Why You Should Have Supported ‘The Get Down’

The Get Down (2016) was a Netflix show that centered around black and Hispanic youth in the 1970’s. It followed Ezekiel Figuero (Justice Smith) and his friends as they try to become successful musicians in the Bronx, while dealing with other outside sources of chaos.

The show tackled many issues, such as race, sexuality, drugs, gangs and more. In 2017, with a world so divisive you would think that people would be ready for a show like this; one that has a predominantly black/Hispanic cast as well as LGBT representation. Something that many people agree there should be more of. But, when this show came out people were quiet. Their loud voices of support for a diverse cast were now silent.

Ignoring the fact that this show was written, directed, and produced extremely well, people still called it boring. It had beautiful cinematography and an amazing soundtrack. The actors were amazing and played their characters to no fault.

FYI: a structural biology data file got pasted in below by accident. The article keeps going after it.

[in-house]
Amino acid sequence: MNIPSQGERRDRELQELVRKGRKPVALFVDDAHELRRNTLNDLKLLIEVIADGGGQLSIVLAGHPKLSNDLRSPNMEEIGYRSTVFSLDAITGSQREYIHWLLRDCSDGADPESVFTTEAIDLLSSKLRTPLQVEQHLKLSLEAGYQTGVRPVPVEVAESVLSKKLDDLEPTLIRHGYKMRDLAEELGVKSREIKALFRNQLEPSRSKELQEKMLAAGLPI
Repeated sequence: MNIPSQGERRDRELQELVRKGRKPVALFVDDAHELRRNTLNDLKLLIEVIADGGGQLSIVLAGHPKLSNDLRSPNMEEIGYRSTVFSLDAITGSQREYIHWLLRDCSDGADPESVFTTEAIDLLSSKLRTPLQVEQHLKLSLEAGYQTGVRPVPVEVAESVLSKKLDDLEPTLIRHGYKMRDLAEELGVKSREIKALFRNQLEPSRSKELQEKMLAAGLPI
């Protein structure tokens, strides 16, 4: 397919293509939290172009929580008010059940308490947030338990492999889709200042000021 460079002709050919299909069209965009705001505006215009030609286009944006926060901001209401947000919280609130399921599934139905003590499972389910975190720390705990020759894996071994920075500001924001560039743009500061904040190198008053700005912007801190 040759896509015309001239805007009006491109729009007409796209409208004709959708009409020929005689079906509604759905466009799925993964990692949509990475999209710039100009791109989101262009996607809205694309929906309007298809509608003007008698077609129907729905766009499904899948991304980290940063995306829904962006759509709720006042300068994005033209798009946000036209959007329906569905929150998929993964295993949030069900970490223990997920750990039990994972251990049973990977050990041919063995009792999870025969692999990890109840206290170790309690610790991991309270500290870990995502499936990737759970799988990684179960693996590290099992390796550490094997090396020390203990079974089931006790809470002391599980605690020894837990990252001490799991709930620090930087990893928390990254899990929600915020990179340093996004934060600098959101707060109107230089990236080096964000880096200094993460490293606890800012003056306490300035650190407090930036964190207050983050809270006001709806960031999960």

If you found it “boring”, chances are you didn’t like it because you didn’t feel represented. And if you’re white, you can take an immediate exit. Shows like Supernatural and Pretty Little Liars with little to no plot substance have several seasons, but they’re still on air because they have a cast that is predominantly white. The proof is in the pudding.

The Get Down was a great show. It gave the world another look at the 1970s, one that movies and TV shows don’t really show us that often. And for that one season, we were allowed to bask in the glory that is Baz Luhrmann’s brainchild.

1 Comment

Leave a Reply

Your email address will not be published. Required fields are marked *

− 8 = 1

Most Popular


All images on and are readily available on the internet and believe to be in public domain. Images posted are believed to be published according to the U.S. Copyright Fair Use Act (Title 17, U.S. code.). Copyright ® 2013-2018. All text herein is property of the author and may not be copied or reproduced without explicit permission.

Copyright © 2018 Affinity Magazine

To Top